Private equity players invested more than $700 million into Indian retail in the first three quarters of last year
Malls in India on the rise even as e-commerce takes off
Malls are on the rise in India, despite the fact that online shopping is gathering pace in the country.
“There is so much talk of the death of brick-and-mortar retail as a consequence of the aggressive advent of e-commerce into the country, when the fact is that shopping malls have just got started in India - and they are definitely here to stay,” says Anuj Kejriwal, the managing director and chief executive of the retail division of Mumbai-based property consultancy Anarock.
An indication of the strength of the retail sector is that private equity players invested more than $700 million into Indian retail in the first three quarters of last year - 90 per cent of the investments that came in over the course of the previous two years, according to Anarock.
There have been some poorly planned malls that have failed in India, but Mr Kejriwal says this is not indicative of a wider trend, and that developers have learnt from those mistakes.
The fact that open spaces are vanishing in India's cities us helping to make shopping malls more attractive to Indians as they look for entertainment options, he says.
Almost 85 malls are expected to open in India over the next five years.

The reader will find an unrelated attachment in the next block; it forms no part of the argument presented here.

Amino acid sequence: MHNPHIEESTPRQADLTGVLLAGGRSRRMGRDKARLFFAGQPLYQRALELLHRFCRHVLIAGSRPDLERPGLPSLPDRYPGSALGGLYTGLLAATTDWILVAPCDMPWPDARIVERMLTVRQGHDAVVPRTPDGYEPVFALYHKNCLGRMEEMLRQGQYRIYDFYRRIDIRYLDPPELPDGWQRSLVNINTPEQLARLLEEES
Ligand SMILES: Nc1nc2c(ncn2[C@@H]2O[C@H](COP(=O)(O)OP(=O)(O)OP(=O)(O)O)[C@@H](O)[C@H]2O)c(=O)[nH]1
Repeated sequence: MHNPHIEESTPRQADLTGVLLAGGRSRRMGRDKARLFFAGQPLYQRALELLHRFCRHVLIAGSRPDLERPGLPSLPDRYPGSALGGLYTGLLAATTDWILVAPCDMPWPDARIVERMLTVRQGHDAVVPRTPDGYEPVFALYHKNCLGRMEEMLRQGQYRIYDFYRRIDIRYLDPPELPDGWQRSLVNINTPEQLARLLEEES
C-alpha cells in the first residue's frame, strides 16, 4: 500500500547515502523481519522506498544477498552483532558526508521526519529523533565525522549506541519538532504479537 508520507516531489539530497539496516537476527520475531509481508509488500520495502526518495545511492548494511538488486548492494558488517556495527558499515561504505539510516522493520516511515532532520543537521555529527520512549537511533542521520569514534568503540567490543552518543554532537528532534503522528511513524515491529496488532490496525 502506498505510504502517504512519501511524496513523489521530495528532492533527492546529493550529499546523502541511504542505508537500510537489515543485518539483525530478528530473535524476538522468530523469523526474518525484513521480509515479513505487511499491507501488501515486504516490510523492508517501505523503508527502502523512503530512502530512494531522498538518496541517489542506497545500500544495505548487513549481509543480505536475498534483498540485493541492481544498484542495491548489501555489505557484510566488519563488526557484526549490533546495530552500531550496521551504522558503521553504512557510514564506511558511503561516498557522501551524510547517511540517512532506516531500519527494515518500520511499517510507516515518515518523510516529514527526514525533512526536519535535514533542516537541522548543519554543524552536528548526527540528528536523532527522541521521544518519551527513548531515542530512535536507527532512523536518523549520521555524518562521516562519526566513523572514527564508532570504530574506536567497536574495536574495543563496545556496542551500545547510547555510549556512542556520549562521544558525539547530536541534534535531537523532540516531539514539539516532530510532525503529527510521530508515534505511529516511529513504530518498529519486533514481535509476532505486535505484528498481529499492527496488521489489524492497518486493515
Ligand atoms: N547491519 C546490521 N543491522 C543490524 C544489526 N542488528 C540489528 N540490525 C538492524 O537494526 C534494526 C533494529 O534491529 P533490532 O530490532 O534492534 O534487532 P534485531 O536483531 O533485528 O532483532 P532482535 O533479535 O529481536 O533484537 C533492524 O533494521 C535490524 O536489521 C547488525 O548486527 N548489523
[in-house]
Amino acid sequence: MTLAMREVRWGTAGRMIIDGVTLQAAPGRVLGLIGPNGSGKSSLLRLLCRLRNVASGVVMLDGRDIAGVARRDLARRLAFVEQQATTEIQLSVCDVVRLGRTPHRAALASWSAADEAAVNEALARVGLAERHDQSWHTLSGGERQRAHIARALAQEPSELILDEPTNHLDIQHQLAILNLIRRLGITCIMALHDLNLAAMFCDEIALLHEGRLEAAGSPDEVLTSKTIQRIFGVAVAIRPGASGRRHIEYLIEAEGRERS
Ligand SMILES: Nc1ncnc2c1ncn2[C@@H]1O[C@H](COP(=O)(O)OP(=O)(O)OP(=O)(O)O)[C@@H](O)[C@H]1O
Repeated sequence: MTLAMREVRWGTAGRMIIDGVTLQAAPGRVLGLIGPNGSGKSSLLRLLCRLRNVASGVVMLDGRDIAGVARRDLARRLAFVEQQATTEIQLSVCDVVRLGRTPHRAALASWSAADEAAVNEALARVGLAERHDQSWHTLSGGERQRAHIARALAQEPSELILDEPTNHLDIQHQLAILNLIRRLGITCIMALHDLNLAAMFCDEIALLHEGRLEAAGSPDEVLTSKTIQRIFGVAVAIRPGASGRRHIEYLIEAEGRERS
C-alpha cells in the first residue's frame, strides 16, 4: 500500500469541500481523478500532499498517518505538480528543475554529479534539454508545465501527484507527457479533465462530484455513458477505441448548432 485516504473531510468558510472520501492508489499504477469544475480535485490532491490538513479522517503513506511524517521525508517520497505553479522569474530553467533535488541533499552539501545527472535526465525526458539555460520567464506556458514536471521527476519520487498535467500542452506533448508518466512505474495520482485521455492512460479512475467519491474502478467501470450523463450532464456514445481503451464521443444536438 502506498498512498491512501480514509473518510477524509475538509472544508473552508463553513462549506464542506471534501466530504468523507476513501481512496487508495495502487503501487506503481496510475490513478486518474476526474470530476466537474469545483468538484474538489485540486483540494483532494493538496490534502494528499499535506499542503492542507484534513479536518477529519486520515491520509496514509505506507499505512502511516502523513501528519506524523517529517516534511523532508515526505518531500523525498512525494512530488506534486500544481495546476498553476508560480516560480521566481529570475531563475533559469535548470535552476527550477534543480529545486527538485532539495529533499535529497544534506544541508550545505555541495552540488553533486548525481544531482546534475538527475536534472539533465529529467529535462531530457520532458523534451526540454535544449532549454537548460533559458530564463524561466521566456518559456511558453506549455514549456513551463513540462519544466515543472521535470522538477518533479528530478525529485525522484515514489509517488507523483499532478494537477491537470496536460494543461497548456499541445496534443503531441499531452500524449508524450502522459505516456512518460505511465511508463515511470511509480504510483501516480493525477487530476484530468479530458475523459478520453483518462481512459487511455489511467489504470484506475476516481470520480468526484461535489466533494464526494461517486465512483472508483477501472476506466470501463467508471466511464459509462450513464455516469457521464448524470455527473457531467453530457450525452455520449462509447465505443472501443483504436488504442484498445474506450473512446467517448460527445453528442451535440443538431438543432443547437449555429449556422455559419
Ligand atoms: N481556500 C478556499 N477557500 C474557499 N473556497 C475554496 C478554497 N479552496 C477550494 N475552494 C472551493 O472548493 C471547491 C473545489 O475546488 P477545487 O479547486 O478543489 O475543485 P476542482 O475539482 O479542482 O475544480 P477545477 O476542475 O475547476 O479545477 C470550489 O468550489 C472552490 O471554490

“Overseas retailers are now expanding not just in metros but even tier two cities, namely Ahmedabad, Chandigarh, Lucknow and Jaipur,” says Mr Kejriwal. “This has led to mushrooming of malls all across the country. We are definitely not looking at a deathbed scenario here.”
At the same time, India's e-commerce sector is expected to expand at 30 per cent a year to reach a gross merchandise value of $200 billion by 2026, according to Morgan Stanley. There are 60 million online shoppers in India currently, but the bank forecasts that this will rise to 475 million, or more than half of the country's internet users, by 2026.
Anupam T, the vice president of Oberoi Mall in Mumbai, says that his shopping mall is seeing an increase in visitors and higher spending, including on its food and beverage outlets, and he only expects this to grow as the country becomes more affluent. Customer spend at the mall is up four-fold over the past seven years, says Mr Anupam. But he says shopping centres have to work hard to keep attracting consumers.
“We've continuously added more food and beverage, more entertainment, and better fashion brands, so that customers keep coming to us,” he says.